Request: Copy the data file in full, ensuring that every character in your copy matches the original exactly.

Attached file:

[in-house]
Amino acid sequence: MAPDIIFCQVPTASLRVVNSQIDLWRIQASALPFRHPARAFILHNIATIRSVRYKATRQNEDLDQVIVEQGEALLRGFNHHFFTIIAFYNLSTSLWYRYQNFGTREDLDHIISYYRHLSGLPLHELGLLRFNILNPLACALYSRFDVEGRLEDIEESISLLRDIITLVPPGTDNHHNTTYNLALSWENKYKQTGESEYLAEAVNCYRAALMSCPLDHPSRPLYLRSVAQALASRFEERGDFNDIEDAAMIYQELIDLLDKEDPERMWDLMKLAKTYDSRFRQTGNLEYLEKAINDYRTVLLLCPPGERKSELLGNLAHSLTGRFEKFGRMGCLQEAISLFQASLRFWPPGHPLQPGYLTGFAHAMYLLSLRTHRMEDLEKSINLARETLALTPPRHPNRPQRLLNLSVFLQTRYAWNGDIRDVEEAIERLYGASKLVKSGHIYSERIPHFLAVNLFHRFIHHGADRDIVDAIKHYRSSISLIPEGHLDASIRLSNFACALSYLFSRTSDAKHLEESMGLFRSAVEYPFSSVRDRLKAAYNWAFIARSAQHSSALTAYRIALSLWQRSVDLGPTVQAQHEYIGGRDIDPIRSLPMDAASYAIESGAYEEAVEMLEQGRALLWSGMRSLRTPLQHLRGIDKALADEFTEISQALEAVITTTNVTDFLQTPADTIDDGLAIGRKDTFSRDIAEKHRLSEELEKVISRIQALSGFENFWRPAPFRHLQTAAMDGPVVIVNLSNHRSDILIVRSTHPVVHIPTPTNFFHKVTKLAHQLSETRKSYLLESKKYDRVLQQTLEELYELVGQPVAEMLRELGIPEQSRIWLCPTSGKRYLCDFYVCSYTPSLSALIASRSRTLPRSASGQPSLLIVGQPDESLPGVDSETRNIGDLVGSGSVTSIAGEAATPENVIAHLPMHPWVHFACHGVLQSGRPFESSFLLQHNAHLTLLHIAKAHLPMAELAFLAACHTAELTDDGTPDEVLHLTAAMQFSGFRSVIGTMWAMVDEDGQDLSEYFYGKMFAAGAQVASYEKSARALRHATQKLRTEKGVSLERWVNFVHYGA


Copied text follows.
[in-house]
Amino acid sequence: MAPDIIFCQVPTASLRVVNSQIDLWRIQASALPFRHPARAFILHNIATIRSVRYKATRQNEDLDQVIVEQGEALLRGFNHHFFTIIAFYNLSTSLWYRYQNFGTREDLDHIISYYRHLSGLPLHELGLLRFNILNPLACALYSRFDVEGRLEDIEESISLLRDIITLVPPGTDNHHNTTYNLALSWENKYKQTGESEYLAEAVNCYRAALMSCPLDHPSRPLYLRSVAQALASRFEERGDFNDIEDAAMIYQELIDLLDKEDPERMWDLMKLAKTYDSRFRQTGNLEYLEKAINDYRTVLLLCPPGERKSELLGNLAHSLTGRFEKFGRMGCLQEAISLFQASLRFWPPGHPLQPGYLTGFAHAMYLLSLRTHRMEDLEKSINLARETLALTPPRHPNRPQRLLNLSVFLQTRYAWNGDIRDVEEAIERLYGASKLVKSGHIYSERIPHFLAVNLFHRFIHHGADRDIVDAIKHYRSSISLIPEGHLDASIRLSNFACALSYLFSRTSDAKHLEESMGLFRSAVEYPFSSVRDRLKAAYNWAFIARSAQHSSALTAYRIALSLWQRSVDLGPTVQAQHEYIGGRDIDPIRSLPMDAASYAIESGAYEEAVEMLEQGRALLWSGMRSLRTPLQHLRGIDKALADEFTEISQALEAVITTTNVTDFLQTPADTIDDGLAIGRKDTFSRDIAEKHRLSEELEKVISRIQALSGFENFWRPAPFRHLQTAAMDGPVVIVNLSNHRSDILIVRSTHPVVHIPTPTNFFHKVTKLAHQLSETRKSYLLESKKYDRVLQQTLEELYELVGQPVAEMLRELGIPEQSRIWLCPTSGKRYLCDFYVCSYTPSLSALIASRSRTLPRSASGQPSLLIVGQPDESLPGVDSETRNIGDLVGSGSVTSIAGEAATPENVIAHLPMHPWVHFACHGVLQSGRPFESSFLLQHNAHLTLLHIAKAHLPMAELAFLAACHTAELTDDGTPDEVLHLTAAMQFSGFRSVIGTMWAMVDEDGQDLSEYFYGKMFAAGAQVASYEKSARALRHATQKLRTEKGVSLERWVNFVHYGA